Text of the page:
Now that Lackie is able to look back at her life, she realized there was a very special woman that took her under her wings and helped Lackie, even when Lackie may not have even wanted the help at that time. Her name was Alannah.

“God didn’t really bring us together until I had gotten heavily involved in a bad crowd and was using drugs often,” Lackie said. “The Lord burdened her heart for me and she frequently would come over to see how I was doing and to try to help me. Alannah invited me to her family get-togethers and made me feel included.”

Alannah even cared for Lackie’s daughter while she was in drug rehab for 30 days. “She did whatever she could to help me and encourage me to stay on the right path,” Lackie said. Rehab was not easy for her. She relapsed several times but this friend never left her side. “She talked to me a lot about God and even bought me my first cross necklace which I wore for four years straight.” Lackie later gave that necklace to a struggling heroine addict hoping the same glimmer of hope that helped her would also help this addict.

“The love and compassion she showed me is what ultimately helped me to believe in myself again,” Lackie said of Alannah . “I started going to church, I got a job, and eventually I got the courage to ask my family for help. Knowing that someone cared about me and believed in me helped me to believe in myself. That’s why I’m here. That’s why I do what I do.”

Lackie was given much in terms of temporary housing, clothing, food and other necessities while she was battling addiction and striving for a way out of homelessness. She knows how it felt to receive when she was in need. And now she is giving back to those in our community who need assistance.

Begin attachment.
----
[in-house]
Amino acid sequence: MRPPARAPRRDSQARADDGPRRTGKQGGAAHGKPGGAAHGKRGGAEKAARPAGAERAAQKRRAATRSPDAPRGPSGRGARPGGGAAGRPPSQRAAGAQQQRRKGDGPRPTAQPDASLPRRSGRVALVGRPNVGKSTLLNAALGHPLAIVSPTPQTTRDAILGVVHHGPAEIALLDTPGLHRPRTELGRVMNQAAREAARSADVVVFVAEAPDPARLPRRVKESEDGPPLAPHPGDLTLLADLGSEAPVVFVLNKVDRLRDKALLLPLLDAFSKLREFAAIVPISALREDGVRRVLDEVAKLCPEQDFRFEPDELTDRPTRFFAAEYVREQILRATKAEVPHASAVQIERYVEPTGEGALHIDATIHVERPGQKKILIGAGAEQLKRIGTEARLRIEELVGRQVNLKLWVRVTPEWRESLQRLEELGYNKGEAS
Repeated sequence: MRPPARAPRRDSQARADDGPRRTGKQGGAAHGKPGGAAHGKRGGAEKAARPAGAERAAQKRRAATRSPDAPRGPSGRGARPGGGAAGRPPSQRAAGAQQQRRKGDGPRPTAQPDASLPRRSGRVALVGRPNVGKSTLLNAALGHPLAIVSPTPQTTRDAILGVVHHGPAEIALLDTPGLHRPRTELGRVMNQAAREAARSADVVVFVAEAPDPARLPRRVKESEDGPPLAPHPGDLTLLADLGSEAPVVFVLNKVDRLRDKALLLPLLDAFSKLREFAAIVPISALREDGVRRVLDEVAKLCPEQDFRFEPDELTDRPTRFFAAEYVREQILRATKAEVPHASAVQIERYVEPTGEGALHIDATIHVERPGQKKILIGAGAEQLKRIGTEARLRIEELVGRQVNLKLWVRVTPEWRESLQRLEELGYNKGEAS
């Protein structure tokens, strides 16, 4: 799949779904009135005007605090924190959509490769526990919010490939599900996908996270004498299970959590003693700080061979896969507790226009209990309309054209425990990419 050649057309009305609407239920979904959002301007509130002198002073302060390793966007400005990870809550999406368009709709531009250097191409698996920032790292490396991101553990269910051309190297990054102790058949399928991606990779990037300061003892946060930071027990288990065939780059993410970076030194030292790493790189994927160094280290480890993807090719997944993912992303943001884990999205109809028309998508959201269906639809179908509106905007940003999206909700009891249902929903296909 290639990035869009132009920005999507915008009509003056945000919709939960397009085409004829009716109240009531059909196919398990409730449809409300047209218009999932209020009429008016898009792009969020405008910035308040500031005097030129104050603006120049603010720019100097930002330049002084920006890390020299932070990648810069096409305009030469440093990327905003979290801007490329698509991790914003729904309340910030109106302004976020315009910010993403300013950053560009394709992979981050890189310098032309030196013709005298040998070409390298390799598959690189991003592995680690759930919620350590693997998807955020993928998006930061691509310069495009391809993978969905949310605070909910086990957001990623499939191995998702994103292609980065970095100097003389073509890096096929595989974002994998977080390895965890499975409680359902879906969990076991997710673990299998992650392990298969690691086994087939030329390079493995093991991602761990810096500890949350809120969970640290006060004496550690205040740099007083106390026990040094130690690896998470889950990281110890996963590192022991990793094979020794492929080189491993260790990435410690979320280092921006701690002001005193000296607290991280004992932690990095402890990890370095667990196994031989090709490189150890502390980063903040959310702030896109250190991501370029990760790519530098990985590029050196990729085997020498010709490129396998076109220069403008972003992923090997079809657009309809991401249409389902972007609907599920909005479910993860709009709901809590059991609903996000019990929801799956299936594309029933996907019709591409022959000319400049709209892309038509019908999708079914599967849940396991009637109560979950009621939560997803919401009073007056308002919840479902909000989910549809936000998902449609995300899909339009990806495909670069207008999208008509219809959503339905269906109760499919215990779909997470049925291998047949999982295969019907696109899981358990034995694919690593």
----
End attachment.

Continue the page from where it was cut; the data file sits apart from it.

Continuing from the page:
She went to downtown Orlando hoping to talk to some of the homeless to see what their needs were. Lackie would visit the blue boxes which are official “panhandling zones.” Blue boxes are painted on the sidewalk in various areas in downtown Orlando designating that panhandling is permitted there.

“I quickly realized that so many of them would rather have someone listen to them and truly care, rather than the taking the spare change in their pockets,” Lackie explained.

The first person she talked with taught Lackie a great deal about the general needs of the homeless. Her name was Tammy and Lackey stood on a corner with her for over an hour and “just listened as she talked and cried about her life and her struggles,” Lackie recalled. “She told me about her life prior to being homeless and what the last 10 years of living on the streets had been like for her.”

Lackie learned about Tammy’s needs for clothing, shoes and hygiene products. She also learned that that these are constant needs for the homeless since their belongings can get stolen and they often cannot carry too many changes in clothes with them so the needs change as the seasons and temperatures change.

“I go downtown a few times a week to distribute clothing, hygiene and care packages to the homeless,” Lackie explained. “I’ve been doing this on my own but it’s since gotten bigger than what I can manage on my own so I make posts on social media sites a couple times a week asking for people to help me collect clothing and other necessities, and I invite them to join me when I go downtown.”

Lackie also humbles herself before those she serves once a week. “On Wednesdays, I wash the feet of the homeless and work on building relationships and sharing the love of God with those that need to be reminded of it so much,” she said.

While most of her volunteer work is done independently, Lackie has recently joined efforts with Adriana’s Attic, a local non-profit that helps those in need by providing clothing, medical supplies, hygiene supplies, and food. “What I do throughout the week with the homeless is on my own,” Lackie explained. Since Adriana’s Attic is a registered 501 (c) 3 non-profit, she is able to collect larger donations because of the tax deduction she can offer the donors.

Lackie plans on continuing her ministry but she is not sure what new directions she will take.

“I really don’t know what the future has in store for me but I do believe this is just the beginning of something big,’ Lackie said. “It is my mission to be a vessel of God’s love and I’ll follow whatever path the Lord sets before me.”

“I know I can’t save the world,” Lackie admitted, “but if I can just remind people that they are precious in God’s eyes and that their lives matter., then maybe, just maybe, change will begin to take place.”